Pornography use is associated with a decline in the quality of men's sex lives and an improvement in women's

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Lausanne, 9th February 2022 – Although pornography is an industry mainly run by and for men, paradoxically it seems to have a detrimental effect on male sexuality but a beneficial effect on female sexuality. A study conducted by Nicolas Sommet, from the LIVES Centre at the University of Lausanne, and Jacques Berent, from the University of Geneva, reveals that the more pornography men consume, the more their sexual performance and their partner's satisfaction decreases, while for women, the trend is the opposite. The survey, published in Psychological Medicine, was conducted over a period of three years on some 100,000 respondents and 4,000 French-speaking cisgender heterosexual couples recruited with the support of an influential YouTuber in France.

In this study, social psychologists Nicolas Sommet, from the LIVES Centre at the University of Lausanne, and Jacques Berent, from the University of Geneva, circulated a questionnaire to 100,000 participants to assess three indicators: the perception of one's own sexual competence ("am I a good sexual partner?"), the level of sexual functioning (desire, orgasm, erection/lubrication, etc.), and one's partner's (reported) sexual satisfaction.

The results are unequivocal. The more pornography men watch (or the more their consumption increases over time), the more sexually incompetent they feel, the more sexual problems they report having and the more dissatisfied their partner reports being. Conversely, high (or even increased) consumption among women leads to a feeling of increased sexual competence, fewer sexual problems and a more satisfied partner on certain aspects, such as the quality of the exchange.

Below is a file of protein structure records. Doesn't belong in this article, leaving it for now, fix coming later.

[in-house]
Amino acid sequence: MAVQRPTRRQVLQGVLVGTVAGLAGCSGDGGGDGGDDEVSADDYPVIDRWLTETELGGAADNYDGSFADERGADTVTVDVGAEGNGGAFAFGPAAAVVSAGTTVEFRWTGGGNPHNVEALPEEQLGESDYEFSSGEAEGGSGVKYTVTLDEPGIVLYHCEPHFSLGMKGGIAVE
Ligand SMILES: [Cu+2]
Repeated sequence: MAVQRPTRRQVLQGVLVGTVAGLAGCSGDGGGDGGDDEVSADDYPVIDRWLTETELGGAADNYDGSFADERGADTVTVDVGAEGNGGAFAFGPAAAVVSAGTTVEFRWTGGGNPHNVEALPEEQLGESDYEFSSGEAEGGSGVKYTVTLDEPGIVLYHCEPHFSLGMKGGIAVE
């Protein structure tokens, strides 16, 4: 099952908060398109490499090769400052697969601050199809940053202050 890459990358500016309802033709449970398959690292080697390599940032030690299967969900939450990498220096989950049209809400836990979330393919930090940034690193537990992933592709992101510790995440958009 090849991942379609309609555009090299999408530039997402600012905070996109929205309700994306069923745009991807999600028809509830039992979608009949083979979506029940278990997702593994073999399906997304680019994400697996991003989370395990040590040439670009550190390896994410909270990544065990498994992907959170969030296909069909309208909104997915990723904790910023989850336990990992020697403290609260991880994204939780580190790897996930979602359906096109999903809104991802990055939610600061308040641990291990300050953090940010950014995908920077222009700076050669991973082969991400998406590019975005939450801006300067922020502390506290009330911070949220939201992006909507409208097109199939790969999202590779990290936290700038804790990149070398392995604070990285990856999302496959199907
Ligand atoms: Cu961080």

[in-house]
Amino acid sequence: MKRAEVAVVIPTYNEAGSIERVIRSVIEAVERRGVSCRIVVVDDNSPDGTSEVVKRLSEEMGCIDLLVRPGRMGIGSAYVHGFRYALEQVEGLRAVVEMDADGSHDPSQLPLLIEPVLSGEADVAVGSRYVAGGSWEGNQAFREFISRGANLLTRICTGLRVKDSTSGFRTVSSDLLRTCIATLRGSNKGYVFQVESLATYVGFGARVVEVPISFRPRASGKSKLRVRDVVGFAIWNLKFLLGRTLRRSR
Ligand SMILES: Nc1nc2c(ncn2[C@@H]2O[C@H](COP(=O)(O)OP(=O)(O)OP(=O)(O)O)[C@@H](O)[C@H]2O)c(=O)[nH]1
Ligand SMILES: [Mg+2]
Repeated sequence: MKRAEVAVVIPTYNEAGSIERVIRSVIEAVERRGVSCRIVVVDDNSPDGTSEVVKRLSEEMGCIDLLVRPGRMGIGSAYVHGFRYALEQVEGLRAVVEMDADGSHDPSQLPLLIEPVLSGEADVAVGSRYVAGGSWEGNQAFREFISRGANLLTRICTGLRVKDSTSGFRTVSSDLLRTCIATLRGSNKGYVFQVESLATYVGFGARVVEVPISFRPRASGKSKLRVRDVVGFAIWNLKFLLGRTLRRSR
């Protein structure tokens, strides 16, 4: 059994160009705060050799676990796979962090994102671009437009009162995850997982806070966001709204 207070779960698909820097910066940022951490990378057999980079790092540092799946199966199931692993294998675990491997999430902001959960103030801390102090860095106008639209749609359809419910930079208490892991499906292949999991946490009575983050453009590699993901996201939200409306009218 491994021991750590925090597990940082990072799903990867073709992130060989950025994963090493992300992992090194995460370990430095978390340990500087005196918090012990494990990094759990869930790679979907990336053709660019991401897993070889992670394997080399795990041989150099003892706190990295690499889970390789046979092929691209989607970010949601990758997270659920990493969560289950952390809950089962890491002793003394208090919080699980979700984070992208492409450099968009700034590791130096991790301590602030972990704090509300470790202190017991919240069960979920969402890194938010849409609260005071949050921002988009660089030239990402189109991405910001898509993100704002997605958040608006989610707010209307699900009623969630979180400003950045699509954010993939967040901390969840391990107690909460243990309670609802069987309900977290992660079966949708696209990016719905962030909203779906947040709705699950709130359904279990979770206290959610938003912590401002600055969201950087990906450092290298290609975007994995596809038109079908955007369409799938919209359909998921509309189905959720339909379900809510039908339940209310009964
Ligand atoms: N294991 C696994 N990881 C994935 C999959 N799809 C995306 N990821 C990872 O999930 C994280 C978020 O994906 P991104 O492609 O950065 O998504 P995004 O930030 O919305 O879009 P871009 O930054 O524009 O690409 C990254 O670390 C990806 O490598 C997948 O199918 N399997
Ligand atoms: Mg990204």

The support of a YouTuber for data collection

Previous research in this area has been based on small samples. For this study, the researchers collaborated with the French YouTuber Mathieu Sommet to recruit some 100,000 French-speaking participants, including 4,000 couples, for the first wave of the questionnaire. In total, almost 22,000 people responded to the three waves of this longitudinal study. Although the results are not representative of the population, this recruitment method allowed us to target hyper-connected respondents at a pivotal age in their sexual development (the average age is around 21-22 years), demonstrating the impact of pornography on their sex lives. "While the results are statically clear, the strength of the effects remains relatively modest, which tells us that pornography cannot be seen as the source of all ills (for men) or as a panacea (for women)," emphasises Nicolas Sommet. 

Contact and information

Nicolas Sommet – SFNS Ambizione researcher in social psychology, Centre LIVES, University of Lausanne – nicolas.sommet@unil.ch

Article published in Psychological Medicine:  Sommet N, Berent J (2022). Porn use and men’s and women’s sexual performance: evidence from a large longitudinal sample. Psychological Medicine 1–9. https://doi.org/10.1017/S003329172100516X

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Since 2011, the LIVES Centre (Swiss Centre of Competence in Life Course and Vulnerability Research) has been studying the effects of the economy and society on the evolution of situations of vulnerability through longitudinal and comparative studies. It aims to better understand the emergence and evolution of vulnerability as well as the means to overcome it in order to promote the emergence of innovative socio-political measures. The LIVES Centre is hosted by the universities of Lausanne and Geneva. It comprises a network of some 200 researchers from various disciplines throughout Switzerland.